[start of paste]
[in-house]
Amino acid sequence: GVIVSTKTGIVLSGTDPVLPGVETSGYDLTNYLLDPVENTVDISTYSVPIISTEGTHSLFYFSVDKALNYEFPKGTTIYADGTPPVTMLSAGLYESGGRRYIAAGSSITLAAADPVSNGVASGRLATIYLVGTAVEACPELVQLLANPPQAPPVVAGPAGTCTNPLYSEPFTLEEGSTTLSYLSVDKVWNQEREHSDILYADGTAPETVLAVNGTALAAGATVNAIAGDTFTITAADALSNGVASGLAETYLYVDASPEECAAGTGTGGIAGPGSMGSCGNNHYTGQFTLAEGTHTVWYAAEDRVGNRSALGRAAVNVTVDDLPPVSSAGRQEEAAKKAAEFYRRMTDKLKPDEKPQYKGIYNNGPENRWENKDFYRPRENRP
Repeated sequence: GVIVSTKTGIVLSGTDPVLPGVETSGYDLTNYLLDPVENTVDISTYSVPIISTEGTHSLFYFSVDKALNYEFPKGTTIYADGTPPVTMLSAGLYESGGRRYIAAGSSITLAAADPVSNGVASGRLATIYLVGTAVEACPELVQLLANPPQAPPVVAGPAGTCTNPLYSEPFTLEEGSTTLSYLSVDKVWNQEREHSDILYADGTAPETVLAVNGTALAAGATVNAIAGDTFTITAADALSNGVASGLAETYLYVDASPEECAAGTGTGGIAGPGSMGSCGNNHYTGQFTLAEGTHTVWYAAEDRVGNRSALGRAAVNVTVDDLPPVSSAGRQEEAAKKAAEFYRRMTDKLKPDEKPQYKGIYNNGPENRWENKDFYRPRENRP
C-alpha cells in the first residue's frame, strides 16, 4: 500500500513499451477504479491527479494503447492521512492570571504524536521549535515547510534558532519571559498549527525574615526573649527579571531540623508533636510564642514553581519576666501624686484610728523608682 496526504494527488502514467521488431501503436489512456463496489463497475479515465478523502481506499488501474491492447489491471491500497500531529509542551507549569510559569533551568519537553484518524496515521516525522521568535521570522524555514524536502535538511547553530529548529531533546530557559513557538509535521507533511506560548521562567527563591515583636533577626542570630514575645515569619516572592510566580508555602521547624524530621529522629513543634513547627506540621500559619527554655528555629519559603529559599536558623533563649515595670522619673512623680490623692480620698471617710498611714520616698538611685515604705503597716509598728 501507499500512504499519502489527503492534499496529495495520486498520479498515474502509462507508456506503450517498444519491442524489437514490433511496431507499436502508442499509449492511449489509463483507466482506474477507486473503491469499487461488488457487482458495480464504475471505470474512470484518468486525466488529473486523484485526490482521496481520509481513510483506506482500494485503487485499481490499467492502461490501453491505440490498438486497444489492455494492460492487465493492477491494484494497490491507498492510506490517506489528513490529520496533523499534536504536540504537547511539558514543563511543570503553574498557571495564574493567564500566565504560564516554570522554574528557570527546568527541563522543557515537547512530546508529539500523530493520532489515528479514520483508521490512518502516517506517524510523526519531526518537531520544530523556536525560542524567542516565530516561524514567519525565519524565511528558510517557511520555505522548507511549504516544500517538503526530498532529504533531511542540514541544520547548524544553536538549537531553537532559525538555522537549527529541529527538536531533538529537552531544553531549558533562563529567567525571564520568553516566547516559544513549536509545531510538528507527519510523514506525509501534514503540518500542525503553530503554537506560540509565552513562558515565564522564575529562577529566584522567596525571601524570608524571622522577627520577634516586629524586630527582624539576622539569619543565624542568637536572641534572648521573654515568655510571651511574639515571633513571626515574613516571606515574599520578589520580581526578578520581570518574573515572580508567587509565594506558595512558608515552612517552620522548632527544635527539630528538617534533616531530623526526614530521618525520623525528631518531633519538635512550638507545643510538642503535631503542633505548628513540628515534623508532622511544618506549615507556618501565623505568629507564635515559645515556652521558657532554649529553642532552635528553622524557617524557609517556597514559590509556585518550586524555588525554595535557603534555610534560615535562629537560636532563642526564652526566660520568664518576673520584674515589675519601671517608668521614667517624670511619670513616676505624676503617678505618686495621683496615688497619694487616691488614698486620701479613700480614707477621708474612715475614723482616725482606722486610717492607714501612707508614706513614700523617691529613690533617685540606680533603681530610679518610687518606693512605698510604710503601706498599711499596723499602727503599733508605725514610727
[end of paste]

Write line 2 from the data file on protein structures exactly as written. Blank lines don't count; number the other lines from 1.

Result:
Amino acid sequence: GVIVSTKTGIVLSGTDPVLPGVETSGYDLTNYLLDPVENTVDISTYSVPIISTEGTHSLFYFSVDKALNYEFPKGTTIYADGTPPVTMLSAGLYESGGRRYIAAGSSITLAAADPVSNGVASGRLATIYLVGTAVEACPELVQLLANPPQAPPVVAGPAGTCTNPLYSEPFTLEEGSTTLSYLSVDKVWNQEREHSDILYADGTAPETVLAVNGTALAAGATVNAIAGDTFTITAADALSNGVASGLAETYLYVDASPEECAAGTGTGGIAGPGSMGSCGNNHYTGQFTLAEGTHTVWYAAEDRVGNRSALGRAAVNVTVDDLPPVSSAGRQEEAAKKAAEFYRRMTDKLKPDEKPQYKGIYNNGPENRWENKDFYRPRENRP